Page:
It’s a new day in the American workplace. The global financial meltdown has workers merely nervous on a good day, fearful for their jobs on an average day … and downright angry when their fears are about to be realized.
Recently, in Chicago, 250 unionized employees of Republic Windows and Doors staged a six-day sit-in that began when the company shut down with just three days' notice. said it couldn't borrow the working capital necessary to keep running. Furious workers said they were owed 60 days' notice of the shutdown—plus severance pay—under federal law and their union contract. Eventually, the workers accepted a deal to pay them severance, vacation time and temporary health care benefits.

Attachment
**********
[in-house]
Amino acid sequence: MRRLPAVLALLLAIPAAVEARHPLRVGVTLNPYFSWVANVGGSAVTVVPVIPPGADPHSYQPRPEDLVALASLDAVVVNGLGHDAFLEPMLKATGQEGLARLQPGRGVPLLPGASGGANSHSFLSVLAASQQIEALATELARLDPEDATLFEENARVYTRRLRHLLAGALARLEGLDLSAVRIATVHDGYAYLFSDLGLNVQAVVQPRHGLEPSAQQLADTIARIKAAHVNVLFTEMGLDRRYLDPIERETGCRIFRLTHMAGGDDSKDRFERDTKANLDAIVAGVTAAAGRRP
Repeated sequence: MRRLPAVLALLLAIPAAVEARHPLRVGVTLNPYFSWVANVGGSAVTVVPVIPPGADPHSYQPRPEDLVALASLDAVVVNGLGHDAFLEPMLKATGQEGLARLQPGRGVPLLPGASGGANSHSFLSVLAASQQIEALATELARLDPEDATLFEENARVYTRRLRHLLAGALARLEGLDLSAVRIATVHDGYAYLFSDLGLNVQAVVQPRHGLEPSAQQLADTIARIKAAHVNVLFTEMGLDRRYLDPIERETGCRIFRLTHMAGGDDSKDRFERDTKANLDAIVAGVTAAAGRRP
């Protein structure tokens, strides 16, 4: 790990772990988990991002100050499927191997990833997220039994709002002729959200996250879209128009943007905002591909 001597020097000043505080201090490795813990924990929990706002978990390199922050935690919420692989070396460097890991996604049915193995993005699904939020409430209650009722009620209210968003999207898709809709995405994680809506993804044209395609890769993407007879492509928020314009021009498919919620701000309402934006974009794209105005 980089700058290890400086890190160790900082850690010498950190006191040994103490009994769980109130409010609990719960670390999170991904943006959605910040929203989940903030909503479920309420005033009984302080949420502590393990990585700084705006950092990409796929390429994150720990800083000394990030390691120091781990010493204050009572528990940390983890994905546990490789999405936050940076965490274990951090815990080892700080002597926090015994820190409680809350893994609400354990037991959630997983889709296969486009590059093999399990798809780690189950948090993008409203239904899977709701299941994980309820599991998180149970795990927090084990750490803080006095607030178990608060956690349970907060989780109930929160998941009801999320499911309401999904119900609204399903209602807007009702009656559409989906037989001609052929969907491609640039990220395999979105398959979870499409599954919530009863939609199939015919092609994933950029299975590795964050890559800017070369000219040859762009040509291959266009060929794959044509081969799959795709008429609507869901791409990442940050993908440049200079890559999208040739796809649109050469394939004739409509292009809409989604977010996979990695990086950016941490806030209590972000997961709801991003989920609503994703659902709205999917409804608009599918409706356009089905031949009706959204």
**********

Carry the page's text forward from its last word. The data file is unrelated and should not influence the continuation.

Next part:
Labor experts say this kind of ugliness can be avoided, even in today’s panic-inducing economy. The solution to staying productive (and in business) during tough times lies beyond labor relations and beyond compliance...(register to read more)
- How to Fire an Employee the Legal Way: 6 Termination Guidelines
- 10 Secrets to an Effective Performance Review
- Are we allowed to require a certain amount of advance notice for resignations?
- Objective evaluations get lawsuits dismissed
- EEOC sues Ricoh for national-origin harassment
- How to know when you're way too plugged in